Notes: MLBPA, Orioles ownership change, A’s boycott

A normal week, a change of hands via loophole, and John Fisher getting embarrassed. A busy Friday, really.

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As promised, my latest for Baseball Prospectus is a reaction to the news that there is a whole lot of internal grumbling going on in the Players Association — grumbling that, for a brief time, made it look as if there was going to be major leadership turnover in the form of lead negotiator and deputy director Bruce Meyer and executive director Tony Clark losing their jobs.

That time has passed, however, the worst possible damage from the storm now evaded. However, that storm is not quite finished. Luckily, as I get into, everything left is honestly just normal business: the kind of behaviors that you’d expect from a union that is nearly six times the size now as it was when it signed the 2022 MLB collective bargaining agreement, thanks to the addition of 5,400 minor leaguers as a sub-unit under the PA’s umbrella.

The players weren’t legion even before minor leaguers arrived on the scene: now there are even more points of views and concerns to consider, and figuring out what the focus should be, what everyone can agree on as a priority, is going to take time. Time and arguing and more time and a whole lot of talking. Some of it ugly and public, like the “coup” attempt, most of it behind the scenes and leading to changes. The union now isn’t the union it was two years ago, isn’t the union it will be two years from now. That’s healthy, and much better than stasis.

Major League Baseball’s owners have officially approved David Rubenstein as the owner of the Baltimore Orioles. Despite the recent death of previous owner, Peter Angelos, the plan is still for Rubenstein to be the control person, with the rest of the deal that sees the Angelos family sell off the remainder of the team to Rubenstein in the future still taking place sometime down the road. A reminder that everything in the sale was setup as a loophole in this way so that the Angelos clan could avoid paying hundreds of millions of dollars in capital gains tax by selling the team before their patriarch’s death. The wealthy sure get to do whatever they want, huh?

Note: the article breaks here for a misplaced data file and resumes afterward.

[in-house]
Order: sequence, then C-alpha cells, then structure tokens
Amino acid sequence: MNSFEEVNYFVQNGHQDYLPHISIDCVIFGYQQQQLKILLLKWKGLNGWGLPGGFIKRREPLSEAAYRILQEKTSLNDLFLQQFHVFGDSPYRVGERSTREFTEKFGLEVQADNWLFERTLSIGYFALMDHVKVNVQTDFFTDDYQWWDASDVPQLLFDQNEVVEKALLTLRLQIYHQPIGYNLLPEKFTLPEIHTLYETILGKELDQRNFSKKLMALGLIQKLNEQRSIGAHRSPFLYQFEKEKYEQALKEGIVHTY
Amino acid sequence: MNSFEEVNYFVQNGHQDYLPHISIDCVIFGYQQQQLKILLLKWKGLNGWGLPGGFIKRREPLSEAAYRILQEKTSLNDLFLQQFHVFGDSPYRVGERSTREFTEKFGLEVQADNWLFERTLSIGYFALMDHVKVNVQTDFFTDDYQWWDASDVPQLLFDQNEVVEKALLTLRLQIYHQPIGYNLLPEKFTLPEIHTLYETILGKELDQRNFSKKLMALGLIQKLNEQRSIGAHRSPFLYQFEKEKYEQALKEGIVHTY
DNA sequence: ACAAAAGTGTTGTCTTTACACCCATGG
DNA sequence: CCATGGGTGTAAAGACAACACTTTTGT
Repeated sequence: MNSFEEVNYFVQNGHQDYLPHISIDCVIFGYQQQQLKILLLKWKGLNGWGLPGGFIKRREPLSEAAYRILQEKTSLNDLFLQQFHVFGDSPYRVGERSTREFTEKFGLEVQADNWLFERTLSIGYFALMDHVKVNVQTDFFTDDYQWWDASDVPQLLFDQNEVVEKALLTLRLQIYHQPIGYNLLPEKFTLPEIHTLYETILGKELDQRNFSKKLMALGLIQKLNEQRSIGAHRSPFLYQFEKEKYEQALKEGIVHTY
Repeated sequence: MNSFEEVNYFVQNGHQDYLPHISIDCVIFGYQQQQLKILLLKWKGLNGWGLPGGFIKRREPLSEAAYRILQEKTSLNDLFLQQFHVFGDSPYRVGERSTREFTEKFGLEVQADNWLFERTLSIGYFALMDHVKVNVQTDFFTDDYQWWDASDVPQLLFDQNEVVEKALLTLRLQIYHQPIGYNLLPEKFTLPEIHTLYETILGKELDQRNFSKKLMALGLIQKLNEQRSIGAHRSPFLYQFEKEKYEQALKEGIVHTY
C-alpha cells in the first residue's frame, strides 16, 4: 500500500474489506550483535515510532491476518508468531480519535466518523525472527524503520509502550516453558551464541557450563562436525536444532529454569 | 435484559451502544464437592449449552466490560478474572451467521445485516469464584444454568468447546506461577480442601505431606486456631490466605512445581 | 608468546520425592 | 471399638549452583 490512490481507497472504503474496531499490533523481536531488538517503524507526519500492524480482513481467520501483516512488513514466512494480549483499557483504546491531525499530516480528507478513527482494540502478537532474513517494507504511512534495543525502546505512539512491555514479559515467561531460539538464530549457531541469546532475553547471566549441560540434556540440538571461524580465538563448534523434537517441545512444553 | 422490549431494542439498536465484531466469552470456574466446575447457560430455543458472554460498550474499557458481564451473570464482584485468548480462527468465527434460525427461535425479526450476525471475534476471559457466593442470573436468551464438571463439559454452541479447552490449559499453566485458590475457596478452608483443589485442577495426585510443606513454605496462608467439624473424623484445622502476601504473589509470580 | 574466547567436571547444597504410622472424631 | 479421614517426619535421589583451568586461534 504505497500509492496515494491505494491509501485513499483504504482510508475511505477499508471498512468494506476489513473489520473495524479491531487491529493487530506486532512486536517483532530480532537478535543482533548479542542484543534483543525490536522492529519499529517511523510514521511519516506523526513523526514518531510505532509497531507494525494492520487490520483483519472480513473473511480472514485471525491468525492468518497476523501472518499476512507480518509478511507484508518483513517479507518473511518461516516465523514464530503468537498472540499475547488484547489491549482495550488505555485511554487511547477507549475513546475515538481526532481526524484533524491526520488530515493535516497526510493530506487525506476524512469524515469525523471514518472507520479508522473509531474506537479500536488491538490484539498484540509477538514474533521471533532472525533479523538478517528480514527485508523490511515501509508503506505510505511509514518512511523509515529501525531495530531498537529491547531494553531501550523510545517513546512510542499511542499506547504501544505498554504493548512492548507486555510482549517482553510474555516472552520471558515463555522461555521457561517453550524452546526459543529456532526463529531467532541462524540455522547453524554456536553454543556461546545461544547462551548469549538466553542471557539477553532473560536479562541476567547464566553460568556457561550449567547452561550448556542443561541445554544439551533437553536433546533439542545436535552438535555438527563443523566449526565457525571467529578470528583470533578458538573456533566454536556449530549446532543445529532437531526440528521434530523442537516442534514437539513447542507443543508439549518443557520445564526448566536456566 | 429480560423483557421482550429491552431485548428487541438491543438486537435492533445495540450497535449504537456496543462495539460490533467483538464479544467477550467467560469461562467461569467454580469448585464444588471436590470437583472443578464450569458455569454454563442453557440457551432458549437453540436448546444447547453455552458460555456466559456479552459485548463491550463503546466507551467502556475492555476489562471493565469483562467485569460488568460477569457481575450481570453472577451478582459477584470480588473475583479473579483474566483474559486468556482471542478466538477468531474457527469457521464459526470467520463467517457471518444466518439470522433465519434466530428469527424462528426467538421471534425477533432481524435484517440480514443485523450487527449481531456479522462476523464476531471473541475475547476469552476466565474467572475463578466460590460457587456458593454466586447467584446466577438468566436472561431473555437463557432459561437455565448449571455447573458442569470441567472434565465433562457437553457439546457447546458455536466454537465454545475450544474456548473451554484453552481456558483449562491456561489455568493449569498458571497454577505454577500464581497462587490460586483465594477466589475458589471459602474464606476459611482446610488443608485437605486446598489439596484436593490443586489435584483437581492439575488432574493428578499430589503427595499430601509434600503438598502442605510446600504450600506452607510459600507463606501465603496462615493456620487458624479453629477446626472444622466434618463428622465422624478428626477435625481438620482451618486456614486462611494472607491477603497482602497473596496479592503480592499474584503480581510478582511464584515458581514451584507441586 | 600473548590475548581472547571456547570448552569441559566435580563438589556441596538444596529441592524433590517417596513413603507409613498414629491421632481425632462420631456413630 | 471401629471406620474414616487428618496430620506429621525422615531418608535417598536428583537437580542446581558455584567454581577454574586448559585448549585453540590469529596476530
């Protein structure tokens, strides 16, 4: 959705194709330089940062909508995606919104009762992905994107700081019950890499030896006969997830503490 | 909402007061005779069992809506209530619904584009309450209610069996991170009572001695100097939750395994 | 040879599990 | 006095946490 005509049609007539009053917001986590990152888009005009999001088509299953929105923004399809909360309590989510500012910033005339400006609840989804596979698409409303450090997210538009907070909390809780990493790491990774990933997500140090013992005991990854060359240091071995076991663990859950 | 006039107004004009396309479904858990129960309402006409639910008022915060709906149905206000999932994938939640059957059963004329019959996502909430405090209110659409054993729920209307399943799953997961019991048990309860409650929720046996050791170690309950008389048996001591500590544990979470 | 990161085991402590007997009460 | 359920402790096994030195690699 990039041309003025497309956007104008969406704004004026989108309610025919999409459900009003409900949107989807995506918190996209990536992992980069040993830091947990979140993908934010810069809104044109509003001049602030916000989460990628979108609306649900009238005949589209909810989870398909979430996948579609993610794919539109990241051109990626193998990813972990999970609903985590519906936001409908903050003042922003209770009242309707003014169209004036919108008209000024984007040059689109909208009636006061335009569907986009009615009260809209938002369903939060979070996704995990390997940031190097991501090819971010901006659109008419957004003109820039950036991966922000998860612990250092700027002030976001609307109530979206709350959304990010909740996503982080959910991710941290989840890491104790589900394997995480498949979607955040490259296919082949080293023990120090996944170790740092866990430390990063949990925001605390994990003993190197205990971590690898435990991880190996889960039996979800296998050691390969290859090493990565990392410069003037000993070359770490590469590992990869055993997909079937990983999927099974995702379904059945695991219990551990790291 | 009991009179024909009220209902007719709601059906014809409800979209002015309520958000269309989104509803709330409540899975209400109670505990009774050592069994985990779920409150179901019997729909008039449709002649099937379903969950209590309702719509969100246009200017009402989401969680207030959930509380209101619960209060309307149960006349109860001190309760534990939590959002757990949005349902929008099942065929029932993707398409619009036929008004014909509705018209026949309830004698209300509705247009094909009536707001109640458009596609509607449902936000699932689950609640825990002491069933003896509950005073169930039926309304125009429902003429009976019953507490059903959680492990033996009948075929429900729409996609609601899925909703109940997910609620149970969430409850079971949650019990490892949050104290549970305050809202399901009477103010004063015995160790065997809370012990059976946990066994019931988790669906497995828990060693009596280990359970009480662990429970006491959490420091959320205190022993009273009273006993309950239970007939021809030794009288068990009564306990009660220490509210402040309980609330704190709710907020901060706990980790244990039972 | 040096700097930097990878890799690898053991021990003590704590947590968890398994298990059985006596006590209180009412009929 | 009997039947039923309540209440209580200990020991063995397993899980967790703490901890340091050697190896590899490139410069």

At least we’re one step closer to no John Angelos. I’ll take that.

A’s fans, as promised, boycotted the team’s Opening Day game. The stands weren’t completely empty, but they were even emptier than they usually are, and there were certainly far more people outside of the stadium than inside it, even if you count the workers and players, too.

Now, unfortunately, the fans apparently still purchased tickets to the game so they could setup parties outside of the stadium in the parking lot. But at least they did get plenty of headlines for it: the A’s mistreatment of the city, their fans, pretty much any entity that comes into contact with them, got to be the focus for the day. John Fisher getting some extra cash out of the deal bothers me, yes, but him taking a proverbial punch to the chin is also a nifty occurrence, so I’ll let it go.

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